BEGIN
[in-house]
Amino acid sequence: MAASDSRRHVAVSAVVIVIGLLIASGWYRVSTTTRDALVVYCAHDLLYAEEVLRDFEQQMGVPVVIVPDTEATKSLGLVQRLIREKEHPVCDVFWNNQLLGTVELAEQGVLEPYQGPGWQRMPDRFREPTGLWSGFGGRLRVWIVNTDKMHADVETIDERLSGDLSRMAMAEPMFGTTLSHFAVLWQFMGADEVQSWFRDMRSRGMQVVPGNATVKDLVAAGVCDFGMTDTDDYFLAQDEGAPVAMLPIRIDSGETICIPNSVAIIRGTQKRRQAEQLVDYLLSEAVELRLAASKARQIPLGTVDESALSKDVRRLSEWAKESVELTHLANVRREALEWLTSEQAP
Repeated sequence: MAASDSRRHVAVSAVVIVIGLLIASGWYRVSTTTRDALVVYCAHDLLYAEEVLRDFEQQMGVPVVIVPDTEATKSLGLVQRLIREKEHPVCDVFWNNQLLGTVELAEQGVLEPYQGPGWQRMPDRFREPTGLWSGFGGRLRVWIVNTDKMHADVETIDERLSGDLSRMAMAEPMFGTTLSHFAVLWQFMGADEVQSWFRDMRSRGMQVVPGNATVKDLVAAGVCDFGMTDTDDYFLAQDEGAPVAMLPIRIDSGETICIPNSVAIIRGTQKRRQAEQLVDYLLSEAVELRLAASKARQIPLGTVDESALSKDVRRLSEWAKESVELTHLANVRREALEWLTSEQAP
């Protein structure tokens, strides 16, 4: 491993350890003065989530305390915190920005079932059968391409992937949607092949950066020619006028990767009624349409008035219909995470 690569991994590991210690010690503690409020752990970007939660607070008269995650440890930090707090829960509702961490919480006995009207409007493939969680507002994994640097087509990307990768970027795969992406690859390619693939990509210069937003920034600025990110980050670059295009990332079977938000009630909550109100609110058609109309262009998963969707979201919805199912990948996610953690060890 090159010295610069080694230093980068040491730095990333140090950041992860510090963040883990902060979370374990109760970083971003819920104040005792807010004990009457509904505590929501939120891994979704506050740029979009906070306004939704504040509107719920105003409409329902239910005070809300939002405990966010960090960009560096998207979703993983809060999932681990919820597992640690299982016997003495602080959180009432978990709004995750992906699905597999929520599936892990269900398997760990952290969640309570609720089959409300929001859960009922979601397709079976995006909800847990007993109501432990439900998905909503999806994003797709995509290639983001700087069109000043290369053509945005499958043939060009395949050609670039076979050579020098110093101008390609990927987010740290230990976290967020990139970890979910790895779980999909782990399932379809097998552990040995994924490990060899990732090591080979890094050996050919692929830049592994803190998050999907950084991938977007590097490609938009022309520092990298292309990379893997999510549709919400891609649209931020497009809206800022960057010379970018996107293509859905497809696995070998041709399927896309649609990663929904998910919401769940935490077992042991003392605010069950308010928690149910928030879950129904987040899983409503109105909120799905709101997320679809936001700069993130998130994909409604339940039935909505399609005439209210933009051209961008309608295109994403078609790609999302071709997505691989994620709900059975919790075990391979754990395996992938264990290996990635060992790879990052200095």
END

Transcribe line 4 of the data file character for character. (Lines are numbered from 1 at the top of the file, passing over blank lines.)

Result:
């Protein structure tokens, strides 16, 4: 491993350890003065989530305390915190920005079932059968391409992937949607092949950066020619006028990767009624349409008035219909995470 690569991994590991210690010690503690409020752990970007939660607070008269995650440890930090707090829960509702961490919480006995009207409007493939969680507002994994640097087509990307990768970027795969992406690859390619693939990509210069937003920034600025990110980050670059295009990332079977938000009630909550109100609110058609109309262009998963969707979201919805199912990948996610953690060890 090159010295610069080694230093980068040491730095990333140090950041992860510090963040883990902060979370374990109760970083971003819920104040005792807010004990009457509904505590929501939120891994979704506050740029979009906070306004939704504040509107719920105003409409329902239910005070809300939002405990966010960090960009560096998207979703993983809060999932681990919820597992640690299982016997003495602080959180009432978990709004995750992906699905597999929520599936892990269900398997760990952290969640309570609720089959409300929001859960009922979601397709079976995006909800847990007993109501432990439900998905909503999806994003797709995509290639983001700087069109000043290369053509945005499958043939060009395949050609670039076979050579020098110093101008390609990927987010740290230990976290967020990139970890979910790895779980999909782990399932379809097998552990040995994924490990060899990732090591080979890094050996050919692929830049592994803190998050999907950084991938977007590097490609938009022309520092990298292309990379893997999510549709919400891609649209931020497009809206800022960057010379970018996107293509859905497809696995070998041709399927896309649609990663929904998910919401769940935490077992042991003392605010069950308010928690149910928030879950129904987040899983409503109105909120799905709101997320679809936001700069993130998130994909409604339940039935909505399609005439209210933009051209961008309608295109994403078609790609999302071709997505691989994620709900059975919790075990391979754990395996992938264990290996990635060992790879990052200095």